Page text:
This post is based on Practical Marshallese by Peter Rudiak-Gould, a freely distributed, full-length textbook for learning the native language of the Marshall Islands. It has been used since 2004 as the official language manual for all volunteers in the WorldTeach Marshall Islands program, and it has formed the basis of language classes for Americans at Kwajalein Atoll. The 102 short lessons describe the grammar of the language in practical and familiar terms, and a glossary presents 1500 useful words.

Me, you, him, her (Object pronouns)

In English, we use different pronouns before verbs than after verbs.  For instance, you say ‘I like Alfred’ but you don’t say ‘Alfred likes I.’  Instead you say ‘Alfred likes me.’  The first kind of pronoun (‘I,’ ‘you,’ ‘he,’ ‘she,’ etc.) is called a ‘subject’ pronoun and the second kind (‘me,’ ‘you,’ ‘him,’ ‘her,’ etc.) is called an ‘object’ pronoun.  In Marshallese it works exactly the same way.  You already know the subject pronouns from Lesson 5.  This lesson introduces the object pronouns.  Here they are:

Object Pronouns

Me [1]
You (singular) eok[2]
Him, Her, or It e (after some verbs, it is i instead)
Us (inclusive) kōj
Us (exclusive) kōm (in the Eastern dialect: kōmmem)
You (plural) koṃ (in the Eastern dialect: kōmi)
Them er (when referring to humans) i (when referring to non-humans)

Some things to notice:

1.  Like in the subject pronouns, you have to distinguish between ‘you’ referring to one person (singular) and ‘you’ referring to more than one person (plural), and also between ‘us’ including the person you are talking to (inclusive) and ‘us’ not including the person you are talking to (exclusive).

2.  Unlike with the subject pronouns, you have to distinguish between ‘them’ when referring to human beings and ‘them’ when not referring to human beings.  For instance, if you say ‘I brought them’ referring to some children, you would say ‘Iaar bōktok er,’ but if you are referring to some fish, you would say ‘Iaar bōktoki.’

3.  You may be puzzled by the fact that ‘him/her/it’ can be both ‘e’ and ‘i.’  For now, don’t worry about why this is, or what the correct form is after different verbs.  Just use ‘e’ always for ‘him/her/it.’  As you listen to the language more you will start to notice when ‘e’ and ‘i’ are used.  If you want to know now, you can look ahead at Lessons 88-89.  Also, if you notice that verbs seem to change forms sometimes, you can look at the same lessons to find out why.  Otherwise, don’t worry about these fine points for the time being.

– Here are some examples of how to use the object pronouns:

Ij iọkwe eok          = (not Ij iọkwe kwō) I(subject)-PRES/love/you(object) = I love you
Kwōj iọkwe eō      = (not Kwōj iọkwe i) you(subject)-PRES/love/me(object) = You love me
Raar kōṃṃane    = they(subject)-PAST/do-it(object) = They did it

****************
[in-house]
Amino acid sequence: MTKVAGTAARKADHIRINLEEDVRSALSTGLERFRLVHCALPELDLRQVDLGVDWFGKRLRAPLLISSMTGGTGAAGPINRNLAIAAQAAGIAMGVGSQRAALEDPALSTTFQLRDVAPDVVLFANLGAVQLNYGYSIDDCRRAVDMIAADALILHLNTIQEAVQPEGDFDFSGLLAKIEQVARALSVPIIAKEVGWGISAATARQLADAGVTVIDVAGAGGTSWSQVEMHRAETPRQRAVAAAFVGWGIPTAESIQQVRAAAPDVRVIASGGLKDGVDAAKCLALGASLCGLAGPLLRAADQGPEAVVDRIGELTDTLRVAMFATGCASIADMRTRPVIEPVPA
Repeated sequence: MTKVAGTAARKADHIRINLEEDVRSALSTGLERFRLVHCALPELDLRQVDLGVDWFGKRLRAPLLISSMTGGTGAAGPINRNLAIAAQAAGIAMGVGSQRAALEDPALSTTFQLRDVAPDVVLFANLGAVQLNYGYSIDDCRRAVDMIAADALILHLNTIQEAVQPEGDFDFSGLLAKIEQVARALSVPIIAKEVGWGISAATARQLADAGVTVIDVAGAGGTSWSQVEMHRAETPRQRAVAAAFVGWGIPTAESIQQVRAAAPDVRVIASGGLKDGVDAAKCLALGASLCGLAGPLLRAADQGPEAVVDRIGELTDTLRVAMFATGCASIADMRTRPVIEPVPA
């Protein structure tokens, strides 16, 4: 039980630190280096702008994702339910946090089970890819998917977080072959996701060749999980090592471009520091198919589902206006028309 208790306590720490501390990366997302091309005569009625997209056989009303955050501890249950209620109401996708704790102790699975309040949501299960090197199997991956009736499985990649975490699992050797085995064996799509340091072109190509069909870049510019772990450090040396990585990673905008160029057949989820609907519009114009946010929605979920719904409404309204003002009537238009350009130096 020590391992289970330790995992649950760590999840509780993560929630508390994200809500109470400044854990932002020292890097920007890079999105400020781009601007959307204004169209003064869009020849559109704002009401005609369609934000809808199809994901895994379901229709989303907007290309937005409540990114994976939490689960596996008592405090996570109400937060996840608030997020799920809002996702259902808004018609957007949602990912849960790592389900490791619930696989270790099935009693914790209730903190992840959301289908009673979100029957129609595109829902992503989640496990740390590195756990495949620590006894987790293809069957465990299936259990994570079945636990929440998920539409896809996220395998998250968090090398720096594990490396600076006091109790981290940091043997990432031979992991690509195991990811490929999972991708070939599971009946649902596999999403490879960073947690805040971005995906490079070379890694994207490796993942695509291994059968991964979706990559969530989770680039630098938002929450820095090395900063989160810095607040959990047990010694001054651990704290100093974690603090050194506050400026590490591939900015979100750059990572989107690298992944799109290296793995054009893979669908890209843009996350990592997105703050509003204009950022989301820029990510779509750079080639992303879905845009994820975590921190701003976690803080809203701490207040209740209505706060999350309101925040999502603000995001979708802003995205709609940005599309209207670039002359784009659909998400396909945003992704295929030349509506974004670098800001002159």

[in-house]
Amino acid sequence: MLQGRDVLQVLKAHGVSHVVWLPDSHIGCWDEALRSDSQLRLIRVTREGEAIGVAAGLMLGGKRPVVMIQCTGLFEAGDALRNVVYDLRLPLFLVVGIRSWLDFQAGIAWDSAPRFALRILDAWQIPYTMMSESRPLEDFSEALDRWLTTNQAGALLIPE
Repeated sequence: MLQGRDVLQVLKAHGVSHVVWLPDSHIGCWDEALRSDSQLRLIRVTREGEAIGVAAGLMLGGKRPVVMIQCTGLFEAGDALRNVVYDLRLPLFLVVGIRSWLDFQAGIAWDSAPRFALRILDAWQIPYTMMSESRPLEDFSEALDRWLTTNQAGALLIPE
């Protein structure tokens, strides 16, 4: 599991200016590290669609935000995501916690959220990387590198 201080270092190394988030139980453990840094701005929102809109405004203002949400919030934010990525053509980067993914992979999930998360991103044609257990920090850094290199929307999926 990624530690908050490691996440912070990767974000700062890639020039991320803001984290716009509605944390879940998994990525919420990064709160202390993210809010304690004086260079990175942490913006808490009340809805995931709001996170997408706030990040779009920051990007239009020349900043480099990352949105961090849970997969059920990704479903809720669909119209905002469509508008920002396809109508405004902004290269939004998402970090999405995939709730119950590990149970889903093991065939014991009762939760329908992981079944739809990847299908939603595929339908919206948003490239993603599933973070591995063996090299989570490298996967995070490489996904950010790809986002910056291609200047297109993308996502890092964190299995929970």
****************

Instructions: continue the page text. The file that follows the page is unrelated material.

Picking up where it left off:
Redike kōj            = (not Redike je) they(subject)-hate/us(object) = They hate us


kajin language, language of, dialect, dialect of
kajin pālle or pālle or Iñlij English language
kajin ṃajeḷ or ṃajeḷ Marshallese language
katak or ekkatak learn, study
katakin teach
tutu wet, get wet, take a shower, take a bath
tutu iar go swimming in the lagood, take a bath in the lagoon
tutu lik go swimming on the ocean side of an island, take a bath on the ocean side of an island
ṃōttan jidik soon, in a little bit
raij (from English) rice

Language Tip

What then? Where then?  Who then?

The word ‘ak’ can mean ‘but,’ ‘or,’ and ‘what about.’  However it also has one other extremely useful and common meaning.  This other meaning is used after someone says a negative statement like ‘I didn’t cook today.’  Then you can say ‘ak?’  to mean ‘so what did you do? ‘given that you didn’t cook today, what did you do today?’  In the same way, if you say ‘I’m not going to my house,’ and the person responds ‘ak?’, that means ‘where then?’ ‘where are you going?’ ‘given that you’re not going to your house, where are you going?’

Pronunciation Practice

When ‘i’ sounds like ‘y’

You may have noticed that Marshallese ‘i’ is sometimes pronounced like the English ‘i’ in ‘bit’ but is also sometimes like English ‘y’ in ‘yes.’  Marshallese ‘i’ sounds like English ‘y’ when it is between two vowels, or when it is before a vowel and at the beginning of the word.  Here are some common words where ‘i’ is pronounced like English ‘y’:

iaar ‘I-PAST’ ioon ‘on’ ioḷap ‘middle’
iar ‘lagoon’ iu ‘coconut seedling’ iien ‘time’
iaraj ‘taro’ iukkure ‘play’ iiep ‘basket’
ial ‘road’ iọkwe ‘love’ iioon ‘meet’

Practical Marshallese

Published by Marco Mora-Huizar

I am a Spanish and Marshallese translator. Iaar katak Kajin Majol ilo Enid, Oklahoma.

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